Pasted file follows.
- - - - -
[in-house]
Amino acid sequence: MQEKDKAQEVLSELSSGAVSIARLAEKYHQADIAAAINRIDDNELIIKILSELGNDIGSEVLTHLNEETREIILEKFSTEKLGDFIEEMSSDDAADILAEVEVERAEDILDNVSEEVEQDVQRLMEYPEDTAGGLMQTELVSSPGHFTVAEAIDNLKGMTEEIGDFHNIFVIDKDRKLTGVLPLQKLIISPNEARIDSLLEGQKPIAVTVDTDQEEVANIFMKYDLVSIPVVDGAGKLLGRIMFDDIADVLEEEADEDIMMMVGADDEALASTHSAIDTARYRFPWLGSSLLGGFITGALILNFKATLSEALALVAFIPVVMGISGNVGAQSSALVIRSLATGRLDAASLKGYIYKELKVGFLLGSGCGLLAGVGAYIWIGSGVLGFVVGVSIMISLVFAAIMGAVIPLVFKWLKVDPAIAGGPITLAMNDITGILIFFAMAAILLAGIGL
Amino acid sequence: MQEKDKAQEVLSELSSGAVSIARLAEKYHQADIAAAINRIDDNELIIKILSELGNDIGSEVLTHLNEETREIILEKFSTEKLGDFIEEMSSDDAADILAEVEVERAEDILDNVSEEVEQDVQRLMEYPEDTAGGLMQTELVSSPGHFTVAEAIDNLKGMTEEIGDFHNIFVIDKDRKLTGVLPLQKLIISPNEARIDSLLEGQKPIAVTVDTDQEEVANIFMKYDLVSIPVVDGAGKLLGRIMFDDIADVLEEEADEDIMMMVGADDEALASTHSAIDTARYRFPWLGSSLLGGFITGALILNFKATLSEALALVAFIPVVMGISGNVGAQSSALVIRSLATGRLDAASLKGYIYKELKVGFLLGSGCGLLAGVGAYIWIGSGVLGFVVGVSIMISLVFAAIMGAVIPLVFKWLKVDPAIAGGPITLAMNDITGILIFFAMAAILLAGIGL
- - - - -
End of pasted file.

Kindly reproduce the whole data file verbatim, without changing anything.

[in-house]
Amino acid sequence: MQEKDKAQEVLSELSSGAVSIARLAEKYHQADIAAAINRIDDNELIIKILSELGNDIGSEVLTHLNEETREIILEKFSTEKLGDFIEEMSSDDAADILAEVEVERAEDILDNVSEEVEQDVQRLMEYPEDTAGGLMQTELVSSPGHFTVAEAIDNLKGMTEEIGDFHNIFVIDKDRKLTGVLPLQKLIISPNEARIDSLLEGQKPIAVTVDTDQEEVANIFMKYDLVSIPVVDGAGKLLGRIMFDDIADVLEEEADEDIMMMVGADDEALASTHSAIDTARYRFPWLGSSLLGGFITGALILNFKATLSEALALVAFIPVVMGISGNVGAQSSALVIRSLATGRLDAASLKGYIYKELKVGFLLGSGCGLLAGVGAYIWIGSGVLGFVVGVSIMISLVFAAIMGAVIPLVFKWLKVDPAIAGGPITLAMNDITGILIFFAMAAILLAGIGL
Amino acid sequence: MQEKDKAQEVLSELSSGAVSIARLAEKYHQADIAAAINRIDDNELIIKILSELGNDIGSEVLTHLNEETREIILEKFSTEKLGDFIEEMSSDDAADILAEVEVERAEDILDNVSEEVEQDVQRLMEYPEDTAGGLMQTELVSSPGHFTVAEAIDNLKGMTEEIGDFHNIFVIDKDRKLTGVLPLQKLIISPNEARIDSLLEGQKPIAVTVDTDQEEVANIFMKYDLVSIPVVDGAGKLLGRIMFDDIADVLEEEADEDIMMMVGADDEALASTHSAIDTARYRFPWLGSSLLGGFITGALILNFKATLSEALALVAFIPVVMGISGNVGAQSSALVIRSLATGRLDAASLKGYIYKELKVGFLLGSGCGLLAGVGAYIWIGSGVLGFVVGVSIMISLVFAAIMGAVIPLVFKWLKVDPAIAGGPITLAMNDITGILIFFAMAAILLAGIGL